The book shows that by international vote of the League of Nations at the 1919 Paris Peace Conference, the world community adopted a plan to establish a Jewish National Home in Palestine--which included all of current day Israel and Transjordan.
One may here read that history, and the treaties between Chaim Weizmann and the Emir Faisal of Iraq, as well as letters supporting this plan by both he and his father, Sharif of Mecca.
For the record, this book cites a great deal of primary source material from Arab leaders themselves. Much of it, furthermore, contradicts current-day Arab sentiments and claims. As one Arab League leader admitted, for example, "everyone knows, Palestine does not exist.Read more ›
Katz traces the origins of the Arab war against Israel. That means supplying background material on the Jews of the Levant prior to modern Zionism. That helps us all realize that Jews had an important connection to and presence in the Levant during the many centuries between the defeats by the Romans and World War One. And it makes it clear that Jerusalem was not an Arab city in the latter quarter of the nineteenth century but virtually the only Asian city with a Jewish majority.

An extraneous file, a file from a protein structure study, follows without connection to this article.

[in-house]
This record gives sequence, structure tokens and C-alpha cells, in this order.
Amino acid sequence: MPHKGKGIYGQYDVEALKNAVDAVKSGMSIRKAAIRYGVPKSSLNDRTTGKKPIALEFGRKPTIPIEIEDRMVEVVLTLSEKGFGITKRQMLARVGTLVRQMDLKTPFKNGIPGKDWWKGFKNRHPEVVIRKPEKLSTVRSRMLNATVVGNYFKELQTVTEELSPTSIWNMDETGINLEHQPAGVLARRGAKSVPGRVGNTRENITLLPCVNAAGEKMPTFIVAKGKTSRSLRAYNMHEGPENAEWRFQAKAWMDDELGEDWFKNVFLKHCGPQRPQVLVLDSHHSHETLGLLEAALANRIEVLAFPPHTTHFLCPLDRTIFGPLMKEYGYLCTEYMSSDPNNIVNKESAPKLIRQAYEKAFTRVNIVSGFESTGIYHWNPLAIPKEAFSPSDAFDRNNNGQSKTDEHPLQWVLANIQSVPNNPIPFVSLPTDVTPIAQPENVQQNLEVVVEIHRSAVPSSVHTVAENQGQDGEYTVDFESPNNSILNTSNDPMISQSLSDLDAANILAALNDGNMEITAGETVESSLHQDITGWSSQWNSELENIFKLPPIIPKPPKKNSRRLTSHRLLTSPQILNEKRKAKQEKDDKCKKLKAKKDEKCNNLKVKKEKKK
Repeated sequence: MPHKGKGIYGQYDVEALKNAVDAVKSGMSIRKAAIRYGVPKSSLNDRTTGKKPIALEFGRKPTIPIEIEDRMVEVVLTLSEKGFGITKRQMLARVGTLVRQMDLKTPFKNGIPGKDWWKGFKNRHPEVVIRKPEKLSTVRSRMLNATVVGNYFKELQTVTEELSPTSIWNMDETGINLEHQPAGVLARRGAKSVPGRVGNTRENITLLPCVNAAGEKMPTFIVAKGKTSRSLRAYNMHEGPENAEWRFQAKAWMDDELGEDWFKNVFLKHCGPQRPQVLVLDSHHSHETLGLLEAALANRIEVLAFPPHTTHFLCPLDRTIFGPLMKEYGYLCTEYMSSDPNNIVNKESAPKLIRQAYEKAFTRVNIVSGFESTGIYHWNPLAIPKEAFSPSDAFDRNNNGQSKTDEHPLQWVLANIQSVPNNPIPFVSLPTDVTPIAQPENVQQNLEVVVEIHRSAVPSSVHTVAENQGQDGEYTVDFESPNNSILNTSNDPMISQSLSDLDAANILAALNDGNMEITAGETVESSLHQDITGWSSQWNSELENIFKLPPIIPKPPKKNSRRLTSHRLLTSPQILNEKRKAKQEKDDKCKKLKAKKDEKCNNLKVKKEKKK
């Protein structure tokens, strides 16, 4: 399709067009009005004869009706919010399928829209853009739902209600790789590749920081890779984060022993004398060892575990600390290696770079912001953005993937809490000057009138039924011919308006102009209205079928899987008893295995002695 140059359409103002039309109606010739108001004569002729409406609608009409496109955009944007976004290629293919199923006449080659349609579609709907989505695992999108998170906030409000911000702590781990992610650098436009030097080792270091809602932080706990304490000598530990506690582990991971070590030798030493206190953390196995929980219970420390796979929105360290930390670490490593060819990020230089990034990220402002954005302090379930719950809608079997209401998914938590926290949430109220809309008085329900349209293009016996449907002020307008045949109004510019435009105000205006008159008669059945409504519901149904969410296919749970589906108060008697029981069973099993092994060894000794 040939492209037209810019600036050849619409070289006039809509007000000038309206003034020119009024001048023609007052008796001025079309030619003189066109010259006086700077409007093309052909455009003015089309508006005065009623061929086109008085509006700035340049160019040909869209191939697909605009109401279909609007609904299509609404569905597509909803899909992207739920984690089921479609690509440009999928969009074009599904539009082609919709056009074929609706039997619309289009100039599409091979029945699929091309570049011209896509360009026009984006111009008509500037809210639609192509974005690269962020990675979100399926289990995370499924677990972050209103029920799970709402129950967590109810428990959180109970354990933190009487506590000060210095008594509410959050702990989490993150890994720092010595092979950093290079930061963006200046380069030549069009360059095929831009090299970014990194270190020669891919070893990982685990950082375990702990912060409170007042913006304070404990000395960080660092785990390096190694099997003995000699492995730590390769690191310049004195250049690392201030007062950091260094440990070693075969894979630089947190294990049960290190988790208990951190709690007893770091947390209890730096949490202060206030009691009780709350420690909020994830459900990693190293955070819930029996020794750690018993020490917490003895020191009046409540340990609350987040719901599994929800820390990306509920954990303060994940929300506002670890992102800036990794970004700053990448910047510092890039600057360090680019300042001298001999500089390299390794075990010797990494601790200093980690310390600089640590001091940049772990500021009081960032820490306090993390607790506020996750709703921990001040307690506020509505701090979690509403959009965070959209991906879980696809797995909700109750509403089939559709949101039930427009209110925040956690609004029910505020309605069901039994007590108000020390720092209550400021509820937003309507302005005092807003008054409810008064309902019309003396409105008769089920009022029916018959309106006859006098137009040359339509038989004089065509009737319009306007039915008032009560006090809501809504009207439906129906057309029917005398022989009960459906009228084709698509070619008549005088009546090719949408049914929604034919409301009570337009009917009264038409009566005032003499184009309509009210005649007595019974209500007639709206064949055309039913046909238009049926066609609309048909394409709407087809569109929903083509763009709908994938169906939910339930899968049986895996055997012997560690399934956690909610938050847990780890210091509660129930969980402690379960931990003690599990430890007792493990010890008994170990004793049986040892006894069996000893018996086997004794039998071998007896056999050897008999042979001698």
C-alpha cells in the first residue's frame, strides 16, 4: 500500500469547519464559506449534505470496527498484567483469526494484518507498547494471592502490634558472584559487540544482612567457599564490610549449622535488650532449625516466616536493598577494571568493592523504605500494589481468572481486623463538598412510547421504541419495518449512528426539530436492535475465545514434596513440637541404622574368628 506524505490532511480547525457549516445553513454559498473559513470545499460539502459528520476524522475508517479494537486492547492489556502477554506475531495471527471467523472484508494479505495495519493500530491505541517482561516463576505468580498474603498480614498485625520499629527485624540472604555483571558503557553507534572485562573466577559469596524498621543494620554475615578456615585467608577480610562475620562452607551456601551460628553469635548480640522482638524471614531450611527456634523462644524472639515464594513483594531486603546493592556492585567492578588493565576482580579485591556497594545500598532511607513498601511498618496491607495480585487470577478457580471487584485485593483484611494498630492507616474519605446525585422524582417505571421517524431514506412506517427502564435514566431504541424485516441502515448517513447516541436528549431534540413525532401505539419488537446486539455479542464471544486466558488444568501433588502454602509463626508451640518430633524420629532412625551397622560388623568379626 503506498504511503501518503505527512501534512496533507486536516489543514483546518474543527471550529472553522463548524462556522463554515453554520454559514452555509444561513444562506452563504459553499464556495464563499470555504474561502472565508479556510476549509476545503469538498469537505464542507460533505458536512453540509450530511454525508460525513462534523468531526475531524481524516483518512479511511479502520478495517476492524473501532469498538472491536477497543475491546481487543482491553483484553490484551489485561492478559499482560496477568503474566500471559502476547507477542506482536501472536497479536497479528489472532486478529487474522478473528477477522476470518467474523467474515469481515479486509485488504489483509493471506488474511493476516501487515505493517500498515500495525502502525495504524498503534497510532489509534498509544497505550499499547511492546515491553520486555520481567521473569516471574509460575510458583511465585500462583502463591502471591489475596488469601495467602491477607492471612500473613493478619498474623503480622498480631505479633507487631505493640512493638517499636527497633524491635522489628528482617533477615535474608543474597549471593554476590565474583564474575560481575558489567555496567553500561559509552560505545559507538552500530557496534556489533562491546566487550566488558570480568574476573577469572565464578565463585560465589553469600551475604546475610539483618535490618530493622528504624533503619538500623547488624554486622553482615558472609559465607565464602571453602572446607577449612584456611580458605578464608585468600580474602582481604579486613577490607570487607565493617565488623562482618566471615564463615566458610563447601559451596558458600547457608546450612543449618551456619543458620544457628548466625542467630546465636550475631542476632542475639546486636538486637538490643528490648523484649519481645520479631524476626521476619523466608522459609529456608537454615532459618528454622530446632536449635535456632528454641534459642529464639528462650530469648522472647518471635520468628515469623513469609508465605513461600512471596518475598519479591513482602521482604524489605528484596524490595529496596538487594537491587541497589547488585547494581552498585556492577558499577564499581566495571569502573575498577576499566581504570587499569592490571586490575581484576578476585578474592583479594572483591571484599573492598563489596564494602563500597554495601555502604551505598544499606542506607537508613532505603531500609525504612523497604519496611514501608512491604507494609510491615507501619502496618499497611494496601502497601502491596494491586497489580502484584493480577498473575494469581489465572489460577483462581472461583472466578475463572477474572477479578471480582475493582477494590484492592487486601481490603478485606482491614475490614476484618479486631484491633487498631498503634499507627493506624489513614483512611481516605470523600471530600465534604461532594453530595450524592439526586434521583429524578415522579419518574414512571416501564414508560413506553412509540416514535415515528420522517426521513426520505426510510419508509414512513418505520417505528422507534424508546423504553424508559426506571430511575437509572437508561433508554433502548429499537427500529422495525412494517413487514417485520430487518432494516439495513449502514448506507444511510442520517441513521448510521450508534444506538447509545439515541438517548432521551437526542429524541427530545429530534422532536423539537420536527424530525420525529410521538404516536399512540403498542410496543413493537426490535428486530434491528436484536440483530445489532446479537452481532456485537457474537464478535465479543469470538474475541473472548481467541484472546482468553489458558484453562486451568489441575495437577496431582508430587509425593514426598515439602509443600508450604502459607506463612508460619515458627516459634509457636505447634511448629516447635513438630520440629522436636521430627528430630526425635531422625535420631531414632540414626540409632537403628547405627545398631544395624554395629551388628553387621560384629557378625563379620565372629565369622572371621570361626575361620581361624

The book exposes many antizionist fabrications about the history of the region. Sometimes, antizionists tell us that Jerusalem is a holy city for the Arabs. But the author shows us that Jerusalem has been important to the Arabs only recently, when the Jews have ruled it. It is important now, because it is the Jewish capital, and because it would give the Arabs more esteem were they to deny the Jews their own capital city.
The author also goes into some detail about the role of Great Britain in the history of the region from the end of World War One until Israeli independence. He mentions the revelations of Richard Crossman about the intentions of Britain's foreign minister, Ernest Bevin, to destroy the Jews of the region rather than act as an honest broker between the Jews and Arabs. And Katz shows how Britain acted as an active participant in the confrontation, with the explicit purpose of preventing the establishment of a Jewish state by force.Read more ›